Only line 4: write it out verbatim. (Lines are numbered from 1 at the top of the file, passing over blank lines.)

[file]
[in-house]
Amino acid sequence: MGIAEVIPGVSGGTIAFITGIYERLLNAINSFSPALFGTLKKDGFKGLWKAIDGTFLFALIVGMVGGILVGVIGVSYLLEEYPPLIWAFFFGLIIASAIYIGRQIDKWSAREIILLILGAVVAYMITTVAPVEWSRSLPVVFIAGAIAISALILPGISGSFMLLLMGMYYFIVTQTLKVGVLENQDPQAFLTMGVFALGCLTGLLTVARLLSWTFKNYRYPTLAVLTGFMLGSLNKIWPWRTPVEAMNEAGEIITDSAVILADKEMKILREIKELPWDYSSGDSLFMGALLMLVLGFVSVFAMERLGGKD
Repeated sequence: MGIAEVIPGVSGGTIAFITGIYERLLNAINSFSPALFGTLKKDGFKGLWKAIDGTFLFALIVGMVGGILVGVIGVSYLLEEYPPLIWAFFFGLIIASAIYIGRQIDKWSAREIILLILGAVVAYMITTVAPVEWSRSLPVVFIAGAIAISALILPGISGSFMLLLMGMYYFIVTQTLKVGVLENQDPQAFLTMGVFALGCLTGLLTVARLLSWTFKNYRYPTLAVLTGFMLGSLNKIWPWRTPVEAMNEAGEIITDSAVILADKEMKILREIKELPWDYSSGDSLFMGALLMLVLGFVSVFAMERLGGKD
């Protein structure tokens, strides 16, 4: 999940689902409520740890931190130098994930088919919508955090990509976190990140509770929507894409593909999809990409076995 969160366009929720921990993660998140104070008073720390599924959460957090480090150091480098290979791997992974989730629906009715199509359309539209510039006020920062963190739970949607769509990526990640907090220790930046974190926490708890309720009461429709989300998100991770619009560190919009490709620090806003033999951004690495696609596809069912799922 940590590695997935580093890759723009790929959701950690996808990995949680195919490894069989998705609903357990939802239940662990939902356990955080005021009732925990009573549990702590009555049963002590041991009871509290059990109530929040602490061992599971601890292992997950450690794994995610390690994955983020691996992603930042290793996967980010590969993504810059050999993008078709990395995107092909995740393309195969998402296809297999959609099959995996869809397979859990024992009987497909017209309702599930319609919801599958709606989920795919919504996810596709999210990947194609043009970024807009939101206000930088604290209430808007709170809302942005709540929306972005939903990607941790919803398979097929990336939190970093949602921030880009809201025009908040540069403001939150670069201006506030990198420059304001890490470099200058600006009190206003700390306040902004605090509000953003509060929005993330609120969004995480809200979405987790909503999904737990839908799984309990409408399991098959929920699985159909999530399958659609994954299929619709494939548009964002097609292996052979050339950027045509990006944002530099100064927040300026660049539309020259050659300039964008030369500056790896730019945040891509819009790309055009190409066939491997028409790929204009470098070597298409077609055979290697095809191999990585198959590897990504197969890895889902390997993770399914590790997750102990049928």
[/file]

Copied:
């Protein structure tokens, strides 16, 4: 999940689902409520740890931190130098994930088919919508955090990509976190990140509770929507894409593909999809990409076995 969160366009929720921990993660998140104070008073720390599924959460957090480090150091480098290979791997992974989730629906009715199509359309539209510039006020920062963190739970949607769509990526990640907090220790930046974190926490708890309720009461429709989300998100991770619009560190919009490709620090806003033999951004690495696609596809069912799922 940590590695997935580093890759723009790929959701950690996808990995949680195919490894069989998705609903357990939802239940662990939902356990955080005021009732925990009573549990702590009555049963002590041991009871509290059990109530929040602490061992599971601890292992997950450690794994995610390690994955983020691996992603930042290793996967980010590969993504810059050999993008078709990395995107092909995740393309195969998402296809297999959609099959995996869809397979859990024992009987497909017209309702599930319609919801599958709606989920795919919504996810596709999210990947194609043009970024807009939101206000930088604290209430808007709170809302942005709540929306972005939903990607941790919803398979097929990336939190970093949602921030880009809201025009908040540069403001939150670069201006506030990198420059304001890490470099200058600006009190206003700390306040902004605090509000953003509060929005993330609120969004995480809200979405987790909503999904737990839908799984309990409408399991098959929920699985159909999530399958659609994954299929619709494939548009964002097609292996052979050339950027045509990006944002530099100064927040300026660049539309020259050659300039964008030369500056790896730019945040891509819009790309055009190409066939491997028409790929204009470098070597298409077609055979290697095809191999990585198959590897990504197969890895889902390997993770399914590790997750102990049928």